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Living Green: The perils of palm oil

Palm oil is so versatile and inexpensive to produce that it has come to be the most widely used vegetable oil worldwide.
palm oil

Palm oil is so versatile and inexpensive to produce that it has come to be the most widely used vegetable oil worldwide.

Found in a vast array of food and non-food products — from pastries, candy bars, instant noodles and spreads to everyday items that we use on our hair, skin and clothes — palm oil may be listed as palm kernel, palm kernel oil, palm fruit oil, palmate, palmitate, palm olein, stearate, stearic acid, ethyl palmitate or several other iterations.

According to One Green Planet, more than half of all processed goods contained palm oil, including products marketed as healthy, vegan and organic.

But this ubiquity comes at a very high cost to the environment and communities where palm oil is grown and processed.

The United Nations’ International Labour Organization and several NGOs have recorded abuses, including human trafficking, forced labour, long hours, withholding of pay, unsafe working conditions and violent retaliation against attempted union organizations.

The most prevalent abuse involves land-grabs, the forcible displacement or dispossession of indigenous populations from ancestral lands to make room for new plantations.

You may have heard about the plight of the orangutan; how its jungle habitat is being destroyed to make way for palm oil plantations. Many other species call these forests home — including tigers, elephants and rhinos — along with a highly diverse number of other wildlife.

The burning of these forests on such a large scale in Indonesia has caused the country to become the third-highest greenhouse gas emitter in the world.

As well, palm oil is such big business that it has spurred the rapid and uncontrolled expansion of plantations across the forests of not just Indonesia and Malaysia but, increasingly, the jungles of Latin America and Africa.

This is particularly concerning in west Africa as deforestation and other environmental impacts from palm oil plantations will adversely affect food security in a region that is already one of the world’s most vulnerable due to political instability and intensified effects from climate change.

Attempts to clean up the industry have proved challenging as palm oil that is produced in ethical and sustainable ways is more expensive and time-consuming. Some headway is being made, however.

The World Wildlife Fund released its 2016 Palm Oil Scorecard report that included survey results of 137 companies, representing about 10% of global palm oil consumption (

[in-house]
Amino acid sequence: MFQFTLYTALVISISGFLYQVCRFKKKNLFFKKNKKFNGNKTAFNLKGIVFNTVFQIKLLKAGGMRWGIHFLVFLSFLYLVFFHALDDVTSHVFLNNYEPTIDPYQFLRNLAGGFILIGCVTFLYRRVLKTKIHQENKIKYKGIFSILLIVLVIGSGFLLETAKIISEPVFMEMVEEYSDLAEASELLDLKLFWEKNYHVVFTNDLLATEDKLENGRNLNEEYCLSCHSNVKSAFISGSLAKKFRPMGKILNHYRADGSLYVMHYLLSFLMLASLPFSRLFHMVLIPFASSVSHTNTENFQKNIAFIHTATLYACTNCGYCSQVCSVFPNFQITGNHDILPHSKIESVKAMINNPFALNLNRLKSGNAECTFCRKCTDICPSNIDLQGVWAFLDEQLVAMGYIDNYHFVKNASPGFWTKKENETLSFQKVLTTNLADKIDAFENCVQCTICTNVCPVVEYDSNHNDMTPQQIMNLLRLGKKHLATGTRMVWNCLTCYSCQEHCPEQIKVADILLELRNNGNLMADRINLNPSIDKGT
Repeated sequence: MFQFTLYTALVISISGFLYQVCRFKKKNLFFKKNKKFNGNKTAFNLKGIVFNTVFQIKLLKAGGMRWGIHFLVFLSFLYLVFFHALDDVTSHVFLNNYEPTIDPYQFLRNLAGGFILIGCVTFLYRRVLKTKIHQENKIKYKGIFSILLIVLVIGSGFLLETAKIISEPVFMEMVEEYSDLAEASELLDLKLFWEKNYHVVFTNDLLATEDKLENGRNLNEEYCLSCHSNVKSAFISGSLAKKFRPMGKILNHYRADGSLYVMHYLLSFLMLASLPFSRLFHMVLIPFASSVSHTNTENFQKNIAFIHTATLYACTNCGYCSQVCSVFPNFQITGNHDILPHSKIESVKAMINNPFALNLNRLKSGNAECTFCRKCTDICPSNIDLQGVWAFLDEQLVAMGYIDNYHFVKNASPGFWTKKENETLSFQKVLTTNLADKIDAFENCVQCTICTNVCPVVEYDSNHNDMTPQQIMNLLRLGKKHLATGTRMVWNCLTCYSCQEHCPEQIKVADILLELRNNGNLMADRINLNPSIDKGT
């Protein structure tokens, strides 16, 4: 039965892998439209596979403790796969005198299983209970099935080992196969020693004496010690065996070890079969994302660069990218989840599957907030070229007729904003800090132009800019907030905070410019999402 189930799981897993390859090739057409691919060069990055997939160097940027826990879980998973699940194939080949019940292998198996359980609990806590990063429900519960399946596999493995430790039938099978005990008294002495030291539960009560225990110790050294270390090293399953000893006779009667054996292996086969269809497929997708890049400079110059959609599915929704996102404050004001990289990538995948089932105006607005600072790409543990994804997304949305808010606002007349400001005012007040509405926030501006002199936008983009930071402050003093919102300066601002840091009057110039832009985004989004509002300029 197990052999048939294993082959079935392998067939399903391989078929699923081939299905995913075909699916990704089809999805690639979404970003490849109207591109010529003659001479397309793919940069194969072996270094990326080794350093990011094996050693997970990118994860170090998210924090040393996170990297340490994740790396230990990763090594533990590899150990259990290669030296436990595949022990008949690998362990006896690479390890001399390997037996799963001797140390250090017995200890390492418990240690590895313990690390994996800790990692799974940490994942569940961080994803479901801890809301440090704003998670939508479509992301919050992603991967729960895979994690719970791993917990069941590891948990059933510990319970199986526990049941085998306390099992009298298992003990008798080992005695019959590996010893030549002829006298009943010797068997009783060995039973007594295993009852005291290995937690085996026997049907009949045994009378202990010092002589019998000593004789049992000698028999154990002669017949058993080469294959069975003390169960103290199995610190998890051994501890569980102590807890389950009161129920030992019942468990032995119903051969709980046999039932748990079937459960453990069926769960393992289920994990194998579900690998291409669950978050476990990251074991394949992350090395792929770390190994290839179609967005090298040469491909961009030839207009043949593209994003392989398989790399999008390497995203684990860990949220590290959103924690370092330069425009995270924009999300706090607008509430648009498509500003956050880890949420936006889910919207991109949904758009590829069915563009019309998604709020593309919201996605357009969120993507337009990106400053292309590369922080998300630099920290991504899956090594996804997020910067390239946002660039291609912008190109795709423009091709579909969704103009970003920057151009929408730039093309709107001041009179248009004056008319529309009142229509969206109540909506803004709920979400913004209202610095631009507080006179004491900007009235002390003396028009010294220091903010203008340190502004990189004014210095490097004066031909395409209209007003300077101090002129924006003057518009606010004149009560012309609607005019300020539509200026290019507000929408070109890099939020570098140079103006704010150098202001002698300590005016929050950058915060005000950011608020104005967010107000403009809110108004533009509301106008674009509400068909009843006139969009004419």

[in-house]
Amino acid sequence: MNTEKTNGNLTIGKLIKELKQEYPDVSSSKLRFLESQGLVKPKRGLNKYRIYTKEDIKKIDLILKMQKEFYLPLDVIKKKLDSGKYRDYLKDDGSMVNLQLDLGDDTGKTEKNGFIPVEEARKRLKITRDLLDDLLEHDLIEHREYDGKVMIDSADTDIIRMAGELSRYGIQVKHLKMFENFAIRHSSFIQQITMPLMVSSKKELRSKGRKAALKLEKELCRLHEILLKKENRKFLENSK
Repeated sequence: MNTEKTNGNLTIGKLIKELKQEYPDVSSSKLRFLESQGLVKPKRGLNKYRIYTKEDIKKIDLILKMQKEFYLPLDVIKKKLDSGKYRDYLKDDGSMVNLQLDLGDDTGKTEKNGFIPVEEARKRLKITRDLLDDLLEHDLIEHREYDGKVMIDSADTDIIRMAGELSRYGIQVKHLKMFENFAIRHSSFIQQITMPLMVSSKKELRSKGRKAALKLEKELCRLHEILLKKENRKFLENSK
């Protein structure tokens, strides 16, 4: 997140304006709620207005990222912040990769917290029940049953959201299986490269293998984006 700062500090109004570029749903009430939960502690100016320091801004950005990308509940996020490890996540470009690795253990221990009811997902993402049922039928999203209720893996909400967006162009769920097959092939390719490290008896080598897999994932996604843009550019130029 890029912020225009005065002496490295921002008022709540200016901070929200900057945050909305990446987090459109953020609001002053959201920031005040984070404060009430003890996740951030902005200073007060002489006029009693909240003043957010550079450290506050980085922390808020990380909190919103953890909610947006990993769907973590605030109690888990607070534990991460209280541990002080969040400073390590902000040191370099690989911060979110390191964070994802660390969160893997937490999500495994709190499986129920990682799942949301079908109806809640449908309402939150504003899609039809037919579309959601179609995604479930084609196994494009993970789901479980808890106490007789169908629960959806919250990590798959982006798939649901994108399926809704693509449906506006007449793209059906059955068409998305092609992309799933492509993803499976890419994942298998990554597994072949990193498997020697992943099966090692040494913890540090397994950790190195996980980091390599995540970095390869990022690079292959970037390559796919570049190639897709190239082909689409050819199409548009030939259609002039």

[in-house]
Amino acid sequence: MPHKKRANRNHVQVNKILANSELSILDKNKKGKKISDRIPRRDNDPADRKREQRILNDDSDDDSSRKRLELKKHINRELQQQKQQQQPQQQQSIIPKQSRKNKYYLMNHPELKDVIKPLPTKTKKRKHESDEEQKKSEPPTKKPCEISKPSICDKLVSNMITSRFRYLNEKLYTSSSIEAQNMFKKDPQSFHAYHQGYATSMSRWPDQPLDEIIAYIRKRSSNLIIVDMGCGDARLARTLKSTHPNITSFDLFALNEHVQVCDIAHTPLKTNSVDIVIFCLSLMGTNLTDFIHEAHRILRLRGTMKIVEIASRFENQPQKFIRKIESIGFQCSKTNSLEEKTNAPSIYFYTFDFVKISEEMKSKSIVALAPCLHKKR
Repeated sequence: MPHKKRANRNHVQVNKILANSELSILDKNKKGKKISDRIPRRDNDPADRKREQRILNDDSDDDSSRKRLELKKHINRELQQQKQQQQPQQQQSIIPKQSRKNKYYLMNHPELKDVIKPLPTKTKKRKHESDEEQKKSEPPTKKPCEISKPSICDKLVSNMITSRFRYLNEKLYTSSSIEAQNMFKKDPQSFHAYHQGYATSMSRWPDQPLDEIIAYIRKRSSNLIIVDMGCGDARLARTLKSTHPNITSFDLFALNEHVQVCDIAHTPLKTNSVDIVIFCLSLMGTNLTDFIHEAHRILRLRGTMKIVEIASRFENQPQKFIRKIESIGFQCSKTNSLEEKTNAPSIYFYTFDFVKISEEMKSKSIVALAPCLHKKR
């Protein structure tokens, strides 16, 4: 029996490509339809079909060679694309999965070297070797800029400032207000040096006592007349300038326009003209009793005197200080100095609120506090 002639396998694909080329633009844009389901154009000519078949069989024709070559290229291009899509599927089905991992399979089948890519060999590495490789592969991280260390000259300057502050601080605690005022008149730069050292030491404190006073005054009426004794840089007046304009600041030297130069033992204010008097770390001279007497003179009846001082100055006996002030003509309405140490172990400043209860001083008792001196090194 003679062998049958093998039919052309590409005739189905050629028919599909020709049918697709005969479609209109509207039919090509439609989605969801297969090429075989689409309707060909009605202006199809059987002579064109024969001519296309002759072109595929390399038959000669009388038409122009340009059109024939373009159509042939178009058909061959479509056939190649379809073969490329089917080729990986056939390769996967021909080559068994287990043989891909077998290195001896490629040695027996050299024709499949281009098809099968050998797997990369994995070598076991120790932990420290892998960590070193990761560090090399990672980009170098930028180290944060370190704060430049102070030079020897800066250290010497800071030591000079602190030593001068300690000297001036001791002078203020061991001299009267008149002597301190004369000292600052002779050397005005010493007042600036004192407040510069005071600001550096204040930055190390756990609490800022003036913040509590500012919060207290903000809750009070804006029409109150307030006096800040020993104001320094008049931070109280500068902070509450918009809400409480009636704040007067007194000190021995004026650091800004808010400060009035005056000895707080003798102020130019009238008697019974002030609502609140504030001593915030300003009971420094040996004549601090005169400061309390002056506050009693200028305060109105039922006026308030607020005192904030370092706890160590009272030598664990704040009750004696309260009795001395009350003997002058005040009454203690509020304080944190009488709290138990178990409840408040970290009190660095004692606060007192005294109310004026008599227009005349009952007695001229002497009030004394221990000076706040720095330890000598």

Here’s to a healthier and kinder New Year.

Melissa Chaun of Port Moody is an ecologist with a passion for all things sustainable. She is events co-ordinator with the Rivershed Society of BC and volunteers on various city committees. Her column runs monthly.


Who’s doing well and how you can help:

Some details from the World Wildlife Fund report on palm oil production:

• Manufacturers that joined the Roundtable on Sustainable Palm Oil (RSPO), and reported progress, set tough targets to buy Certified Sustainable Palm Oil (CSPO) and delivered on those commitments, include Colgate-Palmolive, Danone, Estée Lauder, Ferrero, General Mills, Hershey, Kellogg’s, Kraft Heinz, PepsiCo, Premier Foods and Unilever, to name a few. Others, such as Campbell’s, Canada Bread, Hillshire Brands, Smucker’s and Toms, have a way to go.

• Few food service companies were surveyed but the majority showed little progress, with half buying no CSPO. Top-scorers were Krispy Kreme Doughnuts, McDonald’s, Sodexo and Tim Hortons while Canada’s Cara Operations and Pizza Pizza have yet to respond to the call.

• While many retailers such as Ikea, Walmart, Marks & Spencer, Sainsbury’s and Waitrose scored the maximum nine points, others, such as Costco, Safeway and Whole Foods, received scores of two, one and NR (non-respondent), respectively.

Here's what you can do:

Here’s how you can further the cause:

• Limit your purchases to products made with CSPO (primarily produced in Indonesia and Malaysia), which guarantees the product was produced in a socially and environmentally responsible way.

• Alternatively, look for the Green Palm label that indicates products in support of the transition to certified palm oil. Proceeds from Green Palm certificates help growers fund the transition to sustainable palm oil.

• Use the Twitter feature on the WWF Scorecard website ( to ask individual companies why they are not keeping up.

• Most packaged products are labeled with their companies’ contact information. Call or write the company and urge them to use CSPO, and to get involved in bodies like the RSPO and Palm Oil Innovation Group, which are working to make all palm oil sustainable.